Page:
As for the "how does the oil look" comment, if there is coolant getting into the oil it will begin to look "frothy tan" around the fill point standpipe and in extreme cases your crankcase oil level will increase. This would indicate possibly a head gasket allowing coolant to migrate into the oil system. Since the pressure is higher in the cooling system (when the engine is at operating temp) than in the oil system, the coolant can migrate accross a corroded gasket and into the oil system.

As for the "sheen on the water" near the exhaust during operation at the slip, could indicate that coolant is passing into the exhaust system during engine operation. Not good either, and could also be a gasket issue or maybe a crack in the head.

I'd recommend starting with the simplest things first since the problem resulted immediately following a maintenance event but get the issue resolved before going too far from the slip. It won't heal itself and if left unattended may cause an unexpected and possibly very expensive failure.

Good Luck!
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Old 03-11-2007
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Typically if you have a head gasket problem white smoke is an indicator that you are burning antifreeze/coolant.

A boat's typical wet exhaust might hide this, but if you notice an enduring whitish smoke that wasn't there before, that would indicate a head gasket problem.
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Old 03-11-2007
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hi, some info,
the boat is new to me (6mths) and i helped deliver it from a distance about 2000 miles..i don't think we lost any coolant on the way back. this is a kubota engine that has been marinized, and it was in the yard getting a leaking head gasket oil seal replaced. they took the whole engine out and painted it at the time. temp gauge reads normal and the oil looks fine, maybe a bit darker than i would have thought given i had recently changed it.. there is no oily sheen on the water out the exhaust, and the smoke from the exhaust is a bit white but that seems to diminish after its been run for a while. i ran it yesterday for about 30 minutes and there was no noticable loss of water in radiator. what i am referring to is the fresh water cycle, not the raw water cycle. bilge is dry and since i am using anti freeze i would think that any leak would be highly noticable cuz of the green color of such. we took the heat exchanger off a while ago and tested it and the yard guys said there was no leak in it nor any leaks in the couplings holding the heat exchanger on . there are engine zincs but i havent checked them.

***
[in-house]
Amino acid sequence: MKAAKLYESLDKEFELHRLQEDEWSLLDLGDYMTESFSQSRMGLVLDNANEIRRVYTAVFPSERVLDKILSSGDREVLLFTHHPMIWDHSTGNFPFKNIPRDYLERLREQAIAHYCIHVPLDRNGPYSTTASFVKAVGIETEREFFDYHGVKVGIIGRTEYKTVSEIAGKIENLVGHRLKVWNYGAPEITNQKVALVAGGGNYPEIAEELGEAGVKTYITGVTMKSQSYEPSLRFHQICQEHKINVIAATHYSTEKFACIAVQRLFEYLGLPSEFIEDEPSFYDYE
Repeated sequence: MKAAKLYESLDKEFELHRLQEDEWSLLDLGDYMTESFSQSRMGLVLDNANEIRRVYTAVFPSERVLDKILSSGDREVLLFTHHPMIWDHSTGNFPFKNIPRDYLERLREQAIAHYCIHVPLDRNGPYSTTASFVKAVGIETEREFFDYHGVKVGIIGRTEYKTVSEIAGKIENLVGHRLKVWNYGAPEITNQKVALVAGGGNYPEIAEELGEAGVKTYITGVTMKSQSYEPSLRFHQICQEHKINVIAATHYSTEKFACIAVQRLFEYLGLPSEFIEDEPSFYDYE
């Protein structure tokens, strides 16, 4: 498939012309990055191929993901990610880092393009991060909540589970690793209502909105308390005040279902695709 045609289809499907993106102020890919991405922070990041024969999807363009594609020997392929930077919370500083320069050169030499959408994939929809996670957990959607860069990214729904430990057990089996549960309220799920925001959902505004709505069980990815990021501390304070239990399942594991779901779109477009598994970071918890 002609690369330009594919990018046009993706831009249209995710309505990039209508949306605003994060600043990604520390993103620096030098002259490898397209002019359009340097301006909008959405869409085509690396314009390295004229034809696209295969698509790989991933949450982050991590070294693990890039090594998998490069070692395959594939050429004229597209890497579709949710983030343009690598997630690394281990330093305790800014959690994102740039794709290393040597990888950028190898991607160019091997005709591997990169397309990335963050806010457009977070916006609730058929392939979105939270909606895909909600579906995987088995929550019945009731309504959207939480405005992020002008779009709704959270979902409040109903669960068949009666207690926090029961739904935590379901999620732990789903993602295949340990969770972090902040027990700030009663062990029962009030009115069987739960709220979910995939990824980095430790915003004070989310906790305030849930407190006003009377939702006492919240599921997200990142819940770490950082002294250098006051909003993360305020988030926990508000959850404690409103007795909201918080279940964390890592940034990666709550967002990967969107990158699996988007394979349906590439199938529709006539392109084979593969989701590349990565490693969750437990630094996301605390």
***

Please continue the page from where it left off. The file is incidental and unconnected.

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The fresh water is conected to the raw water through the heat exchanger and the oil cooler.
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Old 03-11-2007
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Quote:
Originally Posted by pigslo
The fresh water is conected to the raw water through the heat exchanger and the oil cooler.
pigslo
hmmm what do i need to do to check if this is the problem? take everything apart?
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Old 03-11-2007
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Quote:
Originally Posted by mrkeith
i ran it yesterday for about 30 minutes and there was no noticable loss of water in radiator.
How many minutes have you run it altogether since the work was done on the engine? Do you have a calorifier attached to the engine (to heat tap water)?
It is possible that all that has happened is that air trapped in the calorifier, or elsewhere, has been now driven from the system and replaced by water, which you have had to top up.